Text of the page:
Saturday, February 20, 2016

Peter Mathews – Tavern Keeper

Peter Mathews played many roles in his lifetime!  Primarily he was a military man – beginning as quartermaster for a British company in Ireland, and advancing through several offices, to become a Captain of the King’s troops stationed in New York.  There is some evidence that he served as a secretary to Governor Benjamin Fletcher upon their arrival in New York in 1692.  In later life he worked to establish St Peter’s (Anglican) Church in Albany New York, and was among the active wardens of that congregation.  He made a trip to England in 1703 to speak for the colonial troops, and he fulfilled a term as Commissioner of Indian Affairs in 1715.  Imagine my surprise when I learned that, amid all that busyness, he was also recognized as a tavern-keeper in New York City.

The soldiering life in New York was a rather dismal affair overall.  Men suffered the indignity of poor pay, and often lacked the basic essentials of food, clothing and warm blankets.  Of course, the officer fared better than the common soldier, but it was an uncertain lifestyle at best.  For that reason, many of the soldiers and officers found secondary means of supporting themselves and their families.  This may have been the impetus behind Peter Mathews’ tavern.

During his time in New York (1692-1719), Peter Mathews lived back and forth between New York City and Albany.  According to New York City’s 1703 census, Peter Mathews and his family lived in the South Ward of the City, near the Fort.  This was the oldest part of the city, and was probably the location of Peter Mathews’ Tavern.  As was the custom of the day, his “tavern” was likely to be a room, or rooms, that were a part of his principal residence.  We don’t have a name for his establishment, and we know very little of its nature.  Did Peter Mathews and his wife Bridget serve food and drink to the public? Or, was it more of a private club for Mathews’ cronies? – in which case it gave the tavern-keeper an opportunity to take a few pence from his friends. 

New York politics at the beginning of the eighteenth century was a volatile mix.  Following the Leisler Affair, the people of New York City found themselves divided into two strongly opposed factions.  Peter Mathews was allied with the anti-Leislerians.  During his years as governor of New York (1698-1701), Lord Bellomont waged a campaign to vilify his predecessor, Benjamin Fletcher.  This included attacks upon Fletcher’s “friends” - among them, Peter Mathews.  Inside Bellomont’s letters we find clues to the nature of the activities at Peter Mathews’ tavern.  In September 1698 Bellomont mentions a “clubb” (anti-Leislerians) that was probably instituted by Benjamin Fletcher. A later letter, in 1700, hints that this Club might have had meetings at Peter Mathews’ tavern. 

. . . The Jacobite* party in this towne have a clubb commonly every Saturday (which was Colonel Fletcher's clubb day). Last Saturday was seaven night, there mett twenty seaven of them, their ringleaders are Colonel Bayard, Colonel Minviele, both of the Councill, Mr. Nicolls, late of the Councill, and Wilson, late Sheriff of this towne ; there is so great a rancor and inveterancy in these people that I think it by no means proper for me to leave this province . . .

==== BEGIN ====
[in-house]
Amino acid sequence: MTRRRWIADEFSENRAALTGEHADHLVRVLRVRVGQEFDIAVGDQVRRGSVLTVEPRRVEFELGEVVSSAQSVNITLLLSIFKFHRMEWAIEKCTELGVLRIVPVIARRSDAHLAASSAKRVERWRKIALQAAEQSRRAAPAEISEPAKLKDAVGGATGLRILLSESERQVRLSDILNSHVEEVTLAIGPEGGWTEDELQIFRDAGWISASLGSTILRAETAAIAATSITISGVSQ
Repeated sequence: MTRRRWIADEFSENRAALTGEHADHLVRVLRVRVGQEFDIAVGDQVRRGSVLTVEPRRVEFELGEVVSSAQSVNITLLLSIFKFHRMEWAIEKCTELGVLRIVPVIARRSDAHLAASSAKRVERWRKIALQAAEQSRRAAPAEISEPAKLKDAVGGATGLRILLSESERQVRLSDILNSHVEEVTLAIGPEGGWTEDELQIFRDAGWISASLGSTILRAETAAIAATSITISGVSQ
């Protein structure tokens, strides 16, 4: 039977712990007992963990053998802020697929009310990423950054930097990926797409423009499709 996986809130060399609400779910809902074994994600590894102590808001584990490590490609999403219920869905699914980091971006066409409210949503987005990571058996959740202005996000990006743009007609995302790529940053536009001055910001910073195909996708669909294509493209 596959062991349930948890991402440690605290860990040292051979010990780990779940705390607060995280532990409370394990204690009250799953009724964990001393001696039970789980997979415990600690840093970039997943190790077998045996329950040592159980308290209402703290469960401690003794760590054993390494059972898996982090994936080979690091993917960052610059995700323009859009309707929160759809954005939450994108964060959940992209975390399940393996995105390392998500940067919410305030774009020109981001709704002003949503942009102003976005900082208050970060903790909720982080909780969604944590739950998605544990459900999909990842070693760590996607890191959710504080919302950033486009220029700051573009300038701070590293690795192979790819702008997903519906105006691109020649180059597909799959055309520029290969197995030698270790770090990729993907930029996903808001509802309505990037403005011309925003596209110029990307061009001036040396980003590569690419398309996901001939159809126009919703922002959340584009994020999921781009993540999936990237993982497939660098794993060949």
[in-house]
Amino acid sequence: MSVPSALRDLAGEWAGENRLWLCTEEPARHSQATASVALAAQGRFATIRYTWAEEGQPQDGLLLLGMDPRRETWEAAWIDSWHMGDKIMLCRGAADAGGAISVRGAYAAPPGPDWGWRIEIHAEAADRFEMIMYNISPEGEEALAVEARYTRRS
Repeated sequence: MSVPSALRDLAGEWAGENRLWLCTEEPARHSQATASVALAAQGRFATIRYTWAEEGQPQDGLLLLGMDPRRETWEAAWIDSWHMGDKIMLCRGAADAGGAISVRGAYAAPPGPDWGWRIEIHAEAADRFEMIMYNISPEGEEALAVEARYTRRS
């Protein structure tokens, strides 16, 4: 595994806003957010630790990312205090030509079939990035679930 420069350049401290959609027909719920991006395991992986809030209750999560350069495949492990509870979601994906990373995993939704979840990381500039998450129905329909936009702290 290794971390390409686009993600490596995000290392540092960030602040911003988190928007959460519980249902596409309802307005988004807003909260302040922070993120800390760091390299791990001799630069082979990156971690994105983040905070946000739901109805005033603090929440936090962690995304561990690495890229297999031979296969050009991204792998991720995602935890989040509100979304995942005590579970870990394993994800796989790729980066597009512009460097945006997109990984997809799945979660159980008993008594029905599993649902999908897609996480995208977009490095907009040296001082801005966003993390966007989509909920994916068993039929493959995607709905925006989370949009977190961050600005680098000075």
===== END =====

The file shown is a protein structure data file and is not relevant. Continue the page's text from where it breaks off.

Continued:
[source]  From a letter of the Earl of Bellomont to the Board of Trade, 21 September 1698. 

. . . My first Lieut's name is Peter Matthews, bred up from a child with Coll. Fletcher & 'tis at his house that the angry people of this Town have a Club and hold their cabals . . .
 [source]  From a letter of Lord Bellomont to Secretary Vernon, 18 October 1700.

*Note that the term Jacobite is probably used loosely here, to suggest that the “club” is on the opposing side to Bellomont.  To call someone a Jacobite often meant he was a schemer.

Sometime between 1709-1711 Peter Mathews moved from New York City to Albany, New York.  He probably made Albany his home until his death in 1719.  There is no indication that he resumed his tavern-keeping habit during the Albany years. 

As a personal aside, I can’t help but mention another grandfather who kept a tavern in New York City during the same period.  His name was John Hutchins, and he officiated over the King’s Arms Tavern on Broadway.  It operated on the opposite side of the political scale from Peter Mathews’ establishment, but coincidentally, from Bayles’ “Old Taverns of New York”, we learn:

Although Hutchins had been favorable to the Leislerians in Fletcher's time, he seems to have gone over to the anti-Leislerians, and had been elected alderman by the votes of that party. He had borrowed money from both Gabriel Minvielle and Nicholas Bayard . . .  These two men are named by Bellomont as ringleaders in the party opposed to him.

We don’t know whether Peter Mathews and John Hutchins were acquainted.  It seems possible!  After the passage of four or five generations, their descendants would meet, marry, and establish a home in Natchez, Mississippi.  –Another story, for another day!

For more details on Peter Mathews, visit his page at the Markham of Chesterfield website.  Peter Mathews is my 8xgreatgrandfather.

Further Reading:
Tavern Keepers and Brewers of Early America; a project at
Old Taverns of New York; W Harrison Bayles, 1915; available online through googlebooks.
History of Coffee in old New York.  Interesting account including many details of John Hutchins and the King’s Arms Tavern (Coffee House).

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